We’re finally taking down the holiday decorations from around the office, so what better time to share some tips on the proper storage of your holiday accoutrement.
If you use a real tree at the holidays, make sure you remove all decorations and dispose of it properly. Most communities will pick up trees in the weeks following the holidays, just make sure you prepare the tree (cutting it into smaller pieces) before putting it on the curb. Most communities have also begun mulching programs, turning those dried out tries into mulch for parks. You can even go one step further and really green up your holiday by using a rooted tree which you can then plant in your yard after Christmas (probably a good idea to dig a hole for that before the ground gets too hard).
The biggest issue when storing holiday decorations is space. Truly embracing the festive nature of the holidays means having a lot of stuff, but it’s hard to justify taking up room in your home with items you’re not using for 11 months out of each year. That’s why renting a self-storage unit is ideal for your holiday decorations and any other seasonal items you only use during certain parts of the year. Why take up valuable space in your home with something you’re not using? Rotate those seasonal items in and out of your home and free up space in your home for better organization of things you do use on a daily basis.
If you have the space, you can save time, energy and perhaps aggravation next holiday season by not taking your artificial tree apart. Wheeled storage bags can be purchased which would allow you to store your fully assembled tree, standing upright.
If you’re not able to store your tree in this manner, make sure all like branches are kept together and labeled. When you first purchased your tree, no doubt the different sized branches were clearly marked, but those markings will start to go missing over time. Storing your tree in a plastic crate with a tight fitting lid will ensure nothing tries to make a home in the branches over the course of the year.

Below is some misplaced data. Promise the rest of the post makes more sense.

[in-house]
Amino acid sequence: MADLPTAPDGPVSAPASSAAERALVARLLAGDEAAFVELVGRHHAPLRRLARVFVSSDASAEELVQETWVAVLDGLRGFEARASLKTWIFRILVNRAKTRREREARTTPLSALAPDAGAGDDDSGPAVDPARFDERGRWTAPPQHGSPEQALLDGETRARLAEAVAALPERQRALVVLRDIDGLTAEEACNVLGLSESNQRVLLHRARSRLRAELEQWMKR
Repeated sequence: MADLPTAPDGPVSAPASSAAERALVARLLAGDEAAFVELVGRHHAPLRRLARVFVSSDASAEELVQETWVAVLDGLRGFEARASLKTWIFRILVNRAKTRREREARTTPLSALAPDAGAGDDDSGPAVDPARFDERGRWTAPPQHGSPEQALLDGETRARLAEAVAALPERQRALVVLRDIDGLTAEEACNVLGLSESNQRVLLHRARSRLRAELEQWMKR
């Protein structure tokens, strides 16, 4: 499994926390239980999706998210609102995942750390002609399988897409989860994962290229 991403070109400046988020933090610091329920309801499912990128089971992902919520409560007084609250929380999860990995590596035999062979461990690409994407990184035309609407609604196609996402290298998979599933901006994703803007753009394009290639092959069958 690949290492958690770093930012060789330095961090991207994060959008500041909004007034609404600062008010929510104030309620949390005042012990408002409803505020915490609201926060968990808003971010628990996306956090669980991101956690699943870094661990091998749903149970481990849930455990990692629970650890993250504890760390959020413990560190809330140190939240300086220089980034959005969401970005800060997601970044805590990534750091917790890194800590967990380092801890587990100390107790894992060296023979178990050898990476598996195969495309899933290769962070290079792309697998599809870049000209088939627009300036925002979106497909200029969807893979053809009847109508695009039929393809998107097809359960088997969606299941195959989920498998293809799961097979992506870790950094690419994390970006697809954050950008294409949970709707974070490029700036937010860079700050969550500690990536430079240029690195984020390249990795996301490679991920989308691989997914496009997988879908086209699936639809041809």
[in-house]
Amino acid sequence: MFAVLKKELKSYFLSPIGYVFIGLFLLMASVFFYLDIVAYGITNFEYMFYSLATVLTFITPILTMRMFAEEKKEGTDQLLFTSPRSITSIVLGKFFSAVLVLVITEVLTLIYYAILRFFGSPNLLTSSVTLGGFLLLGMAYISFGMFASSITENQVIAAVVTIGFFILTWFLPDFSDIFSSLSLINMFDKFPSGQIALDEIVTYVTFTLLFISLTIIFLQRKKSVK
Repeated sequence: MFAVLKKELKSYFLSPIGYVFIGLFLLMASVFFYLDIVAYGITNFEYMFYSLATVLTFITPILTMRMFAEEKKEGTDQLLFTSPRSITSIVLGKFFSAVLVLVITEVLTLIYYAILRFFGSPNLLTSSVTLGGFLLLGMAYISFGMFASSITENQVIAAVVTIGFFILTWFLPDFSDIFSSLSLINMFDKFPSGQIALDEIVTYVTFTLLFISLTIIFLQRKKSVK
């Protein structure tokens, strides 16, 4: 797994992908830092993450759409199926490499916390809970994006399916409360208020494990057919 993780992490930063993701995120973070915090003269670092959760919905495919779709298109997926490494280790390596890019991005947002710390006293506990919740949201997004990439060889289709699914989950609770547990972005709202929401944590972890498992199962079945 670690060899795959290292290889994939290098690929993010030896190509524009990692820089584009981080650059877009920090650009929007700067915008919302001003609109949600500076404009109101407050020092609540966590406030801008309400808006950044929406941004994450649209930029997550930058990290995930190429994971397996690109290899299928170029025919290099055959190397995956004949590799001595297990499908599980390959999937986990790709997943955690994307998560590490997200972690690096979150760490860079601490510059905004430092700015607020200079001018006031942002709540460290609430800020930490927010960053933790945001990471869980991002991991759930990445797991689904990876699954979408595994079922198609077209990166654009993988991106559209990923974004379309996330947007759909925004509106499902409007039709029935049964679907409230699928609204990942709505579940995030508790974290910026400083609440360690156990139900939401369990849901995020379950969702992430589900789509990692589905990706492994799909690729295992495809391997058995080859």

One of the biggest problems people face when decorating for the holidays is the tangling up of light strands. You can now purchase reels (similar to what you might use for a garden hose) for storing your lights, tangle-free.
You can use tissue paper too torn or wrinkled for gift wrapping to wrap your more delicate ornaments. Torn wrapping paper can be run through a shredder to create packing material. Store your ornaments in clear, plastic tubs so you can tell what’s inside without opening each box. Clearly labeling each box also works to let you know what exactly is in each box.
Heirloom or delicate ornaments should be wrapped in acid-free tissue paper and stored in archival boxes.
Candles should be stored lying flat, out of direct light in an area which stays fairly cool so as to preserve their shape and color. Wrap them in cellophane as it won’t melt or stick to the candles if it does get too warm where they’re stored.
Linens only used during the holidays should be cleaned and allowed to dry completely before going into storage. Remember folds can damage fabrics over time, so folding items as few times as possible is ideal. Wrap items in acid-free tissue paper and store them in airtight, plastic containers. Once every few months, take the items out to check for any moisture or staining that may have developed as they sat in storage.
Rolls of gift wrap and gift bags can be easily stored in a plastic container with a tight-fitting lid. Gift wrap organizers designed to hang up in a closet on over a closet door can also be purchased in many stores where gift wrap is sold. Store your bows in a plastic tub, packing them loosely so as to avoid crushing or wrinkling them.
The holidays are supposed to be a time of fun and festivity, but a lot of work goes into making them that way. Get a jump on sprucing up your home for the holidays by keeping your decorations stored and properly organized.